VI. Errors

Reasonable good faith disclosure errors are generally not penalized provided that the covered service provider discloses the correct information to the responsible plan fiduciary as soon as practicable, but not later than 30 days from the date on which the covered service provider knows of the error.

VII. Exemption for responsible plan fiduciary

A violation of the new rule may result in a prohibited transaction, and the responsible plan fiduciary, by causing the transaction, may have violated ERISA. The regulation provides an exemption, in certain cases, for such a violation, provided:

The responsible plan fiduciary did not know that the covered service provider failed or would fail to make required disclosures and reasonably believed that the covered service provider disclosed required information;

The responsible plan fiduciary, upon discovering that the covered service provider failed to disclose the required information, requests in writing that the covered service provider furnish such information;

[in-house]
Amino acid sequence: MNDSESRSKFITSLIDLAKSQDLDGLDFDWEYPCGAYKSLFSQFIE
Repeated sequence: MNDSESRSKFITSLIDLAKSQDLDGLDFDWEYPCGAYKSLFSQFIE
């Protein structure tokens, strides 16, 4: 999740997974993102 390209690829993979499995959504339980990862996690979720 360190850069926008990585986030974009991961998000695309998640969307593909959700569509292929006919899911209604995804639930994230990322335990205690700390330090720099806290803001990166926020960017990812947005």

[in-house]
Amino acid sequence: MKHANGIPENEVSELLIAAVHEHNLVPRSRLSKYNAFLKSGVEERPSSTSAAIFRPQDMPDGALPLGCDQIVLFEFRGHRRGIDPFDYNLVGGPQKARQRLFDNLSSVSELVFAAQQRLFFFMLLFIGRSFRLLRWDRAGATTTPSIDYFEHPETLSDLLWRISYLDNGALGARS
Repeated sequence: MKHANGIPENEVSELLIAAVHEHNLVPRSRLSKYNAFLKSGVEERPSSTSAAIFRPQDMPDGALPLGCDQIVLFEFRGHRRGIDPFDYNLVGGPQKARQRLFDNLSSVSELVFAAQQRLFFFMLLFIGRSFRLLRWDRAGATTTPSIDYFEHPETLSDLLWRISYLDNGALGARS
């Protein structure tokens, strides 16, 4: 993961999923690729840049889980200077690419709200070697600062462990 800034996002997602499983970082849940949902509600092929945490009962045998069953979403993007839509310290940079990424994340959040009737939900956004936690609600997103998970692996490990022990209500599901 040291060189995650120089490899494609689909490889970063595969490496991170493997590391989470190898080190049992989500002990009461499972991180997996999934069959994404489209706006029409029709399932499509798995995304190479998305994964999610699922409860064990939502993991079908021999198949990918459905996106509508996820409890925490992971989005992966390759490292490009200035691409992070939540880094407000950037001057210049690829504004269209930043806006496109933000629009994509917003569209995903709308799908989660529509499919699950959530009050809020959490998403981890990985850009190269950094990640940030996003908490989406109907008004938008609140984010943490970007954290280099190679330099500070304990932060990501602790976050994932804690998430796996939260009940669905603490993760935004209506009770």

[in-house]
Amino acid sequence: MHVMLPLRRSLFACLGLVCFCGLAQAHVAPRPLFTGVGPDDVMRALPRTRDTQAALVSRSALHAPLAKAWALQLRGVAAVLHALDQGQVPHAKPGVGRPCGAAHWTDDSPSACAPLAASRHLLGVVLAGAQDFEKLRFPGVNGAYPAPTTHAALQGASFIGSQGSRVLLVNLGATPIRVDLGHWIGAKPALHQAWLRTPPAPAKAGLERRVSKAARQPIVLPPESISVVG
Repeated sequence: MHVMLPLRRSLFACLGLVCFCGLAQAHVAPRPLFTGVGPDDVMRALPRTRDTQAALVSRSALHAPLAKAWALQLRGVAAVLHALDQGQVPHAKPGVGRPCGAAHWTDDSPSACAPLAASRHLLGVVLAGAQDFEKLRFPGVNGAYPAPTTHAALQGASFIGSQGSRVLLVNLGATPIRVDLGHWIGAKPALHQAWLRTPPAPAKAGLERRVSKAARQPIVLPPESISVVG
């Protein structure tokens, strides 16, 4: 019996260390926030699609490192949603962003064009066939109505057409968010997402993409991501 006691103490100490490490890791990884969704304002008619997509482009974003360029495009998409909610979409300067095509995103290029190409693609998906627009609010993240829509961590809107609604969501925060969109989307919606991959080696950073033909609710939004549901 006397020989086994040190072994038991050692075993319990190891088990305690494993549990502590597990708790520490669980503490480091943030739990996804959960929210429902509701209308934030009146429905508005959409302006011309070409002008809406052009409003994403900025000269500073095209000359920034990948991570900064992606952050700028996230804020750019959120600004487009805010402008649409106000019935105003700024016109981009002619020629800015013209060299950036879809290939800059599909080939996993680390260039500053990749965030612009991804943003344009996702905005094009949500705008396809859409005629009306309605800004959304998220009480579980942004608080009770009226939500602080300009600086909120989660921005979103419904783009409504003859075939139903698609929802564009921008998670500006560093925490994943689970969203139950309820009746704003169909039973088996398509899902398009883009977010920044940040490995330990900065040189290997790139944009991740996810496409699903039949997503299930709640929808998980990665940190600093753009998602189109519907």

When applicable, a notice shall be filed with DOL not later than 30 days following the earlier of : (1) the covered service provider’s refusal to furnish the required information; or (2) 90 days after the fiduciary’s written request; and

If the covered service provider fails to comply with the plan fiduciary’s written request within 90 days, the responsible plan fiduciary shall determine whether to terminate or continue the contract or arrangement consistent with its duty of prudence. If the requested information relates to future services and is not disclosed promptly after the end of the 90-day period, then the responsible plan fiduciary shall terminate the contract or arrangement as expeditiously as possible, consistent with such duty of prudence.


Part 2 — Sponsor-participant disclosure rules

The regulation describes a new fiduciary standard generally applicable to the plan administrator and subject to ERISA’s general fiduciary sanctions.

Summary —

·         The new regulation requires disclosure of “plan-related” and “investment-related” information to all persons eligible to participate in the plan.

·         Generally, plan-related information is the sort of information that would be routinely included in an SPD.